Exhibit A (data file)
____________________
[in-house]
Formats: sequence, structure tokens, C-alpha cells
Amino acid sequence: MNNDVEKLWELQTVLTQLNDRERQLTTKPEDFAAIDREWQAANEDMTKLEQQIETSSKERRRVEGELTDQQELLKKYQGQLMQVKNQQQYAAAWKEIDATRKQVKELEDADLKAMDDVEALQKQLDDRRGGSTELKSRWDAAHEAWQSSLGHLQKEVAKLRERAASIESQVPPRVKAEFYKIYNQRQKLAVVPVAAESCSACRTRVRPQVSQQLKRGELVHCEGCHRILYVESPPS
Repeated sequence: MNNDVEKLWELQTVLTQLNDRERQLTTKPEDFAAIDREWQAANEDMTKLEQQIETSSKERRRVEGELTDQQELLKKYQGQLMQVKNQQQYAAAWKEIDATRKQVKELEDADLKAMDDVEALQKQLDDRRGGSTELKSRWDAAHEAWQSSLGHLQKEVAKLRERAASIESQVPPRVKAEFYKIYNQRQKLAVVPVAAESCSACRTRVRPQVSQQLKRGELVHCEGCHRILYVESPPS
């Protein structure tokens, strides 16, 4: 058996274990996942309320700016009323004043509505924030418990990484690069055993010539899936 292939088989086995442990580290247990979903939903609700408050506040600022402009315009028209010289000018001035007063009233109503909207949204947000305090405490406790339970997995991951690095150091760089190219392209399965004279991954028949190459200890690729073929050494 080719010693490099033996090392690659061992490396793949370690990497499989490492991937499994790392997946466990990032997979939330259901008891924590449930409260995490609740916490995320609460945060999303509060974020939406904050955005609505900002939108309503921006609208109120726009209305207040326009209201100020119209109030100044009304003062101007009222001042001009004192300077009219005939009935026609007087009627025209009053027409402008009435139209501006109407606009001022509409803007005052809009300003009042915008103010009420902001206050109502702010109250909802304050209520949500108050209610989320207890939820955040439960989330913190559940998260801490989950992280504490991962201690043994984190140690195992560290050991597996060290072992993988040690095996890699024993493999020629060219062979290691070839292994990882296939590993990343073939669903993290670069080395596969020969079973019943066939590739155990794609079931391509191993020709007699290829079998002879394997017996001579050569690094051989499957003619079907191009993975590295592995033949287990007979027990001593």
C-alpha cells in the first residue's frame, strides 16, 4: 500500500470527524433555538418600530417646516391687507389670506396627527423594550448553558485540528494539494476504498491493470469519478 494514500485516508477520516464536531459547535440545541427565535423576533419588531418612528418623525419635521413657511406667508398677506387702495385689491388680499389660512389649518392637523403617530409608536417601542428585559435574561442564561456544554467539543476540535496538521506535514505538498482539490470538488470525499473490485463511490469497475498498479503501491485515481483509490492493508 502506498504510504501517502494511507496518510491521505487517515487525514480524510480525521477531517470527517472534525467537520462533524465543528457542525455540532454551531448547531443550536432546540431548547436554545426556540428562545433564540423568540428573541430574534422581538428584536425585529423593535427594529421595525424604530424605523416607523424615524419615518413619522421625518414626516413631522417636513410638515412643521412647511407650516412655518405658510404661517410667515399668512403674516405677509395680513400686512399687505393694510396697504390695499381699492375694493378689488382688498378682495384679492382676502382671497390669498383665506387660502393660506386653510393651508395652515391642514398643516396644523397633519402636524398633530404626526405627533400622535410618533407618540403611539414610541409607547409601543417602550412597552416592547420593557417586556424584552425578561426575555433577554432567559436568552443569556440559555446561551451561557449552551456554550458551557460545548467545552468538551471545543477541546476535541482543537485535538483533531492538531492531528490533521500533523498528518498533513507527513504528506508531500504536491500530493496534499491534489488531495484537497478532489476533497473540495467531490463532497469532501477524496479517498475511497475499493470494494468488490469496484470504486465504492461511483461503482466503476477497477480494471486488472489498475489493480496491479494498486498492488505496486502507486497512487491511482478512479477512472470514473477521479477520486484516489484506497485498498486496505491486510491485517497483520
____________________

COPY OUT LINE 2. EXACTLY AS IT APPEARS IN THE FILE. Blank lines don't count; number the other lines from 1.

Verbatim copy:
Formats: sequence, structure tokens, C-alpha cells